Paläontologische Zeitschrift

, Volume 84, Issue 3, pp 387–395 | Cite as

New specimens of the avian taxa Eurotrochilus (Trochilidae) and Palaeotodus (Todidae) from the early Oligocene of Germany

  • Gerald Mayr
  • Norbert Micklich
Research Paper


We describe new specimens of stem group representatives of Trochilidae (hummingbirds) and Todidae (todies) from the Rupelian of Frauenweiler in southern Germany. The hummingbird fossil constitutes the fourth record of Eurotrochilus inexpectatus. It consists only of wing and pectoral girdle elements, but shows the previously unknown crista deltopectoralis of the humerus, whose shape differs from modern hummingbirds. The carpometacarpus bears a well-developed processus intermetacarpalis, which is a further synapomorphy of Eurotrochilus and crown group Trochilidae. The disarticulated partial skeleton of the tody allows a definitive taxonomic assignment of the Frauenweiler species to Palaeotodus itardiensis Mourer-Chauviré, and likewise exhibits so far unknown osteological details, including the morphologies of the quadrate and scapula. We further comment on the exceptional taphonomy and preservation of avian fossils from the Frauenweiler clay pit, where terrestrial birds are represented only by small to very small species, whose skeletons are always strongly disarticulated.


Aves Fossil birds Rupelian Frauenweiler Taphonomy 


Wir beschreiben neue Exemplare von Stammgruppenvertretern der Trochilidae (Kolibris) und Todidae (Todis) aus dem Rupelton von Frauenweiler in Süddeutschland. Das Kolibrifossil ist der vierte Nachweis von Eurotrochilus inexpectatus. Es besteht nur aus Flügel- und Brustgürtelelementen, zeigt aber die bisher unbekannte Crista deltopectoralis des Humerus, deren Form sich von derjenigen moderner Kolibris unterscheidet. Der gut entwickelte Processus intermetacarpalis des Carpometacarpus stellt eine weitere Synapomorphie von Eurotrochilus und Kronengruppen-Trochilidae dar. Das disartikulierte Teilskelett des Todi erlaubt eine endgültige taxonomische Zuordnung der Frauenweiler-Art zu Palaeotodus itardiensis Mourer-Chauviré und weist ebenfalls bis jetzt unbekannte osteologische Details auf, einschließlich der Morphologien des Quadratums und der Scapula. Wir diskutieren darüber hinaus die ungewöhnliche Taphonomie und der Erhaltung der Vogelfossilien aus der Tongrube Frauenweiler, in welcher terrestrische Vögel nur durch kleine bis sehr kleine Arten repräsentiert sind, deren Skelette zudem immer stark zerfallen sind.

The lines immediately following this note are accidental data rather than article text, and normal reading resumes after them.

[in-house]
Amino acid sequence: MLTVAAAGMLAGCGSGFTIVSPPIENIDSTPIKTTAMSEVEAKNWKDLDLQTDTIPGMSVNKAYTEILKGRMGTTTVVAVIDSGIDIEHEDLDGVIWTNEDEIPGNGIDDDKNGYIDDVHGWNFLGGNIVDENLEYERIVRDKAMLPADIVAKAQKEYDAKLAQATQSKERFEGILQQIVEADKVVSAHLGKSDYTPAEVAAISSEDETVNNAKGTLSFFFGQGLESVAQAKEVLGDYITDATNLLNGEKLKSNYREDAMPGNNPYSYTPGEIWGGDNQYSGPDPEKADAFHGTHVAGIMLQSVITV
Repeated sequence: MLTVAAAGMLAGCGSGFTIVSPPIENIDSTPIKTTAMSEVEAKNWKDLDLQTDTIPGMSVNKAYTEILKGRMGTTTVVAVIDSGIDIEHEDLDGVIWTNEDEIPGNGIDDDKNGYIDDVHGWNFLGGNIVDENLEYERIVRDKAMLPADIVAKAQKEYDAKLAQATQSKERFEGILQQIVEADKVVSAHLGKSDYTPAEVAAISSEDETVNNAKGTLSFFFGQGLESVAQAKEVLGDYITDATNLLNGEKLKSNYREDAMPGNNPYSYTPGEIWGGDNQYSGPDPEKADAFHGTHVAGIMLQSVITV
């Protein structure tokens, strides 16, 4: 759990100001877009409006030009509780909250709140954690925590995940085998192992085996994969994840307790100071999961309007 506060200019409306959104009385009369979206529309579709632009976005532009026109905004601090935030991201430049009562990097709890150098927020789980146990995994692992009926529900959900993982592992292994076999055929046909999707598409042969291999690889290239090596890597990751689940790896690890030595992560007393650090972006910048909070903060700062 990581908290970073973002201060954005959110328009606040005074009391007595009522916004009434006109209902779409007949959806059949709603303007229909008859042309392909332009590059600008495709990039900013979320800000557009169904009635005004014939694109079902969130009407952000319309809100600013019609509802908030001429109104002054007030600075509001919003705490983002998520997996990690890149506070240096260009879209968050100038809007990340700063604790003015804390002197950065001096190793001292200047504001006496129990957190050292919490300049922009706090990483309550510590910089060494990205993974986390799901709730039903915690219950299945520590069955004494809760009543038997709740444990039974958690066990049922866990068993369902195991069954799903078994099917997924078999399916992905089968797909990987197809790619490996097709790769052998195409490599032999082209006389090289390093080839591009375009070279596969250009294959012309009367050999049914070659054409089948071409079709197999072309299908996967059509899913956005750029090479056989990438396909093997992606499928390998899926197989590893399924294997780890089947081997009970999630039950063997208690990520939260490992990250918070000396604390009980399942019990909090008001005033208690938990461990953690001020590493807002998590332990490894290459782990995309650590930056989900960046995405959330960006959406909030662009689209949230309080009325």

Aves fossile Vögel Rupelium Frauenweiler Taphonomie 



We thank Harald and Annette Oechsler for donating the Eurotrochilus specimen to SMNK, and Klaus Weiß for the excellent preparation of both fossils—without their tireless enthusiasm many of the Frauenweiler fossils would not have been unearthed. We further thank Dino Frey for the loan of the Eurotrochilus specimen, and Sven Tränkner for taking the photographs. Ludwig Hildebrandt made the new profilings, which established the base for a precise stratigraphic allocation of the fossils. Recent excavations in the Frauenweiler fossil site were funded by the National Geographic Society (8553-08). The comments of two anonymous reviewers improved the manuscript.


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Copyright information

© Springer-Verlag 2010

Authors and Affiliations

  1. 1.Forschungsinstitut Senckenberg, Sektion OrnithologieFrankfurt a.M.Germany
  2. 2.Natural History DepartmentHessisches Landesmuseum DarmstadtDarmstadtGermany

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